• Bifurcating channels form distinct lobes – there are at least 6 of these, where each lobe represents a specific period of delta formation.
  • Switching of delta lobes is common in terrestrial delta. Each lobe represents a period of sediment movement and deposition, in this case into the deep crater basin.  At a certain point in time, the channel will switch direction and begin to build a new lobe.
  • Each new lobe partly overlaps older lobes, such that the younger deposits appear to lie on top of older deposits.
  • The Lena Delta in Russia provides a nice analogue for the overall shape of channels, with some active parts of the delta (especially the centre-right) juxtaposed with less active segments.

The Eberswalde Delta has another remarkable set of structures.  Meander loops (opposite image), seemingly identical to those seen in meandering rivers on Earth, contain patterns of progressive channel movement.  The Martian meander channel loop was eventually cut off, perhaps forming an oxbow lake like its terrestrial counterpart.

Martian landforms like these are mostly found in regions assigned to the Noachian Period, a geological interval that extended from 4.1 to 3.7 billion years.  All the evidence (so far) points to a time when surface water was common as rivers, lakes, and possibly seas; groundwater can be added to this mix.  If this was the case, there must also have been water vapour in the atmosphere.  The surface must have been significantly warmer than the present frigid temperatures; water vapour probably provided some degree of greenhouse protection.  Overland flow of water also produced sediment, much of which ended up in impact craters and broad lowlands.


However, some extremely large outflow channels, such as the Kasei Valles formed sporadically during a later, generally drier and colder time known as the Hesperian Period (3.7 to 2.9 billion years).  This massive system of channels and canyons extends about 3000km from its source in the Tharsis volcanic region, and through about 4km of topographic relief. The overall form of the channels, plus more detailed images of flow-like structures within the channels, indicates possible catastrophic outbursts of humongous volumes of water.  One popular hypothesis to account for this involves massive volumes of frozen groundwater being released either during meteorite impact or volcanic activity and heating.

The comparison between Eberswalde Delta and Kasei Valles mega-floods is quite stark; the delta represents relatively continuous river flow over a long period of time, into a crater.  The Kasei Valles outflow formed almost instantly, driven by the forces of impact and directed away from the crater.

Scientific understanding of Martian geology will continue to evolve; some hypotheses will stand the test of experimental and observational rigour; others will become history.  Modern science has developed the technology to actually do the field work, albeit remotely.  Perhaps we shouldn’t be too hasty to consign Schiaparelli’s and Lowell’s ideas to the theatrically amusing; their observations and explanations were not without context. Keep in mind the possibility that another H.G. Wells may point a satirical finger at 21st century science.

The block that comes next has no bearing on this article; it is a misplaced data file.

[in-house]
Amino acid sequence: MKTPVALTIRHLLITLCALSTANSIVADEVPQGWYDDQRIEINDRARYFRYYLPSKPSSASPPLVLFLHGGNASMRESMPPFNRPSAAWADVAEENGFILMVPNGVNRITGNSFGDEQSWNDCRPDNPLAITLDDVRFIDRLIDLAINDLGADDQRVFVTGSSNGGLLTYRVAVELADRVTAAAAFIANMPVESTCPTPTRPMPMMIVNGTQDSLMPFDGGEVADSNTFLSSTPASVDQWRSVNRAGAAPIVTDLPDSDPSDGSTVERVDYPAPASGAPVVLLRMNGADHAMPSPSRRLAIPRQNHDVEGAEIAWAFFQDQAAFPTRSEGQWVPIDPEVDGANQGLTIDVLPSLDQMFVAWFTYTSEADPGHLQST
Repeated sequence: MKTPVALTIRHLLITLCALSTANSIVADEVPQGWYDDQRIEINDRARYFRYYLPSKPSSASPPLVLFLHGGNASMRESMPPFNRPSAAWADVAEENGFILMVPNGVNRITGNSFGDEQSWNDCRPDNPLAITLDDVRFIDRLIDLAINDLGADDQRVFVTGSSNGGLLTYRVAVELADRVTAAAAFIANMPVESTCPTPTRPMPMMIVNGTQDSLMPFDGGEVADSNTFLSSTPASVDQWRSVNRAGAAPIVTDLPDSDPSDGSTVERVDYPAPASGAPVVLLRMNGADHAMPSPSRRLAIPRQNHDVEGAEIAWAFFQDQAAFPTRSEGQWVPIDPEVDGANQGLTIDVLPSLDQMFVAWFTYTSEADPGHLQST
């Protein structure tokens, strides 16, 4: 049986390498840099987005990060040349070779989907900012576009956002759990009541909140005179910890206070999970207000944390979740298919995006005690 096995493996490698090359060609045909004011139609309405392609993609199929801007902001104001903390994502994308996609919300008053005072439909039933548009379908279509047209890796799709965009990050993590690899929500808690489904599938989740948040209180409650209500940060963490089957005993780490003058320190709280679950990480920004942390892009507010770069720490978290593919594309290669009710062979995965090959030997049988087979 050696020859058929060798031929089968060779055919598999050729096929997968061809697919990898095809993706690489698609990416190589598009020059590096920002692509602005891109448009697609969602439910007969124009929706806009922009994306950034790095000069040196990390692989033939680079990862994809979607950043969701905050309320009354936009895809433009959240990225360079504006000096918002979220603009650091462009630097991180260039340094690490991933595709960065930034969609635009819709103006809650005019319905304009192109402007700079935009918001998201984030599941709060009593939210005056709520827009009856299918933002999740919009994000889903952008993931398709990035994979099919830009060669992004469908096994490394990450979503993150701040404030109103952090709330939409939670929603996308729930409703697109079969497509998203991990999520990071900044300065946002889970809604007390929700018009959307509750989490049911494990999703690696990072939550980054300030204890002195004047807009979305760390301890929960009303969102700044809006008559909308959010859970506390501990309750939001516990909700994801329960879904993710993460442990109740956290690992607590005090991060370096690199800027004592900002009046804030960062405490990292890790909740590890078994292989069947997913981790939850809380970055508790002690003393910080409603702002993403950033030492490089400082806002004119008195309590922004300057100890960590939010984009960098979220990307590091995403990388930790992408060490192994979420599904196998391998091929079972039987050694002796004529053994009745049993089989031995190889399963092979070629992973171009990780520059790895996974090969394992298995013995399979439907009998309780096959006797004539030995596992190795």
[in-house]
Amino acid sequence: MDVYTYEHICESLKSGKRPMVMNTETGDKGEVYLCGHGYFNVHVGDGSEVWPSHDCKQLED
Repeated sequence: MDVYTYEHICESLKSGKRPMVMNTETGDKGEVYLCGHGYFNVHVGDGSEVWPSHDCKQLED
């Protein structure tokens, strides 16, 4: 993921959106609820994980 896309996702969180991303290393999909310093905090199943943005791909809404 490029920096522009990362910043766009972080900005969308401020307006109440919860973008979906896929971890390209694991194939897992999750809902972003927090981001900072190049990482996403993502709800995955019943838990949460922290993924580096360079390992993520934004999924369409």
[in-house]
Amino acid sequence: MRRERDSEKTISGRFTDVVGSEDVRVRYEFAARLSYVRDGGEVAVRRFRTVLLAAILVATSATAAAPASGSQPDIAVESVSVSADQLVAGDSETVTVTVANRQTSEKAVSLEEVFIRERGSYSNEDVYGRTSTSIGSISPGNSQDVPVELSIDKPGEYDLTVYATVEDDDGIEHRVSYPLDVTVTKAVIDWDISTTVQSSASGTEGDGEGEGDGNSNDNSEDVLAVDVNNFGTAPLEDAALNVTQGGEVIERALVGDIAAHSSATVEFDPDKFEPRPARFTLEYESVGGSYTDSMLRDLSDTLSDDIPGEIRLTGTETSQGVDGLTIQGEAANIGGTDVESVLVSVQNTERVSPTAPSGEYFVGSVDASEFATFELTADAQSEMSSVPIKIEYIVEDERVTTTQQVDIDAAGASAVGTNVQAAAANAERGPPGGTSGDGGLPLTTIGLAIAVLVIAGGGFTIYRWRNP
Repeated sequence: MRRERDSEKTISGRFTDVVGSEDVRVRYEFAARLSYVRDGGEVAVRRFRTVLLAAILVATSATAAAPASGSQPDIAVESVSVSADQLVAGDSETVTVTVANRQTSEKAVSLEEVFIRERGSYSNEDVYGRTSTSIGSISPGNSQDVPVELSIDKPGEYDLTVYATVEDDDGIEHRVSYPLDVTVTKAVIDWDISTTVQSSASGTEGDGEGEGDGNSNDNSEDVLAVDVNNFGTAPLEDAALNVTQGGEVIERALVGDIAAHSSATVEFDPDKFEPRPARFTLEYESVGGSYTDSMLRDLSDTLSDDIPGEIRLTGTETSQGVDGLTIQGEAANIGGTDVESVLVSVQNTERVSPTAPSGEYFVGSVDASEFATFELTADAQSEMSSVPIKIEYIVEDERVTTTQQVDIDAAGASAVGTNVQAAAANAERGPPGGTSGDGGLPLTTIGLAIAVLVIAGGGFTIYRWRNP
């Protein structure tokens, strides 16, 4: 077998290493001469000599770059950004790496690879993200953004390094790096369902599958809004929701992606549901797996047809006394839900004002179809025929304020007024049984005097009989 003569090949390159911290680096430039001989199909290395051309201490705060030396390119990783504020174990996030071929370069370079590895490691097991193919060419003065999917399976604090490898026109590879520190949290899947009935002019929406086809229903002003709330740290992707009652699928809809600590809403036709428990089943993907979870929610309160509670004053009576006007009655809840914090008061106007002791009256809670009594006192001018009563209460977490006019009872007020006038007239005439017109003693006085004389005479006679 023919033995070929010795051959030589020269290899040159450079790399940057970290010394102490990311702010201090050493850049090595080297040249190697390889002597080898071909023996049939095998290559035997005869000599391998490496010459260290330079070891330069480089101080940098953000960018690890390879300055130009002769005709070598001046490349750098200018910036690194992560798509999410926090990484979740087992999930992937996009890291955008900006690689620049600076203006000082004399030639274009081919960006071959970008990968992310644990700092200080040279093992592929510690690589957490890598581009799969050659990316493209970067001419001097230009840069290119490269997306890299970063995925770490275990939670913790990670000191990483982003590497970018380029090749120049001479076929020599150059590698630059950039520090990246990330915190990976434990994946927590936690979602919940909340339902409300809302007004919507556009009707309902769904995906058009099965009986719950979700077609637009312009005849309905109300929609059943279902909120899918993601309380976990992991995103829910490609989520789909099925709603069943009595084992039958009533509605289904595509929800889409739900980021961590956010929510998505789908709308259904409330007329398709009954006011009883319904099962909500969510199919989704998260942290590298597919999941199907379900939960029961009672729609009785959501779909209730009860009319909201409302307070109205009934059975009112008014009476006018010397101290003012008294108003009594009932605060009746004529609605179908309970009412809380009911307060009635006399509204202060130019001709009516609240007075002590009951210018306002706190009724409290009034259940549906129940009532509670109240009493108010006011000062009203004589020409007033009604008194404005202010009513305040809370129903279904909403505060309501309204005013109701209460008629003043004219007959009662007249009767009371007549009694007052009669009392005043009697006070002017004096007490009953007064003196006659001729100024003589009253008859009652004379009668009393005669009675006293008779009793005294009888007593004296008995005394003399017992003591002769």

NASA, ESA and other organizations have multiple sites to access imagery and general information on all space missions.  SEPM (Society for Sedimentary Research) also has a Special Publication (number 102; 2012) with 12 papers that describe aspects of sediments and sedimentary rocks on Mars.  The Introductory chapter by John Grotzinger and Ralph Milliken provides an excellent technical summary of the Martian sedimentary realm.






Sand dunes but no beach; a Martian breeze

When James Hutton, in 1785 presented to the Royal Society of Edinburgh his ideas on the uniformity of earth processes (over vast tracts of time), he did so with both feet planted firmly on good Scottish ground.  Hutton’s Principle, for which Archibald Geikie later (1905) coined the phrase “The present is the key to the past” gave to geologists a kind of warrant to interpret the geological past using observations and experiments of processes we see in action today (see an earlier post for a bit more discussion on this philosophy).  One wonders whether either of these gentlemen gave thought to the Principle being used to interpret processes elsewhere in our solar system.

There is of course, no logical reason why we cannot use terrestrial environments and physical-chemical-biological processes to unravel the geology on our solar neighbours.  We may need to extend our thinking beyond purely earth-bound processes, but the Principle remains a starting point for scientific thinking, interpretation, and discovery.  Mars provides the perfect opportunity for this scientific adventure.

I am constantly amazed with the images that various satellites and extraterrestrial vehicles provide of our celestial neighbours.  The surface of Mars is no exception.  There is clear evidence for ancient processes involving water; landforms and landscapes, strata, and minerals, all pointing to a once-watery planet – ancient rivers, lakes, and seas, beset by Noachian floods.  But all this aqueous excitement was in the distant past; more than 3.7 billion years past.  The Martian surface is now cold and bone dry (although the solid carbon dioxide ice does melt from time to time).  Active surface processes on Mars, i.e. those operating now, mainly involve loose sediment (sand, dust), and wind.  On earth, our experience tells us that if there is enough wind and enough sand, then sand dunes will form. Martian sand dunes look pretty much like our earth varieties.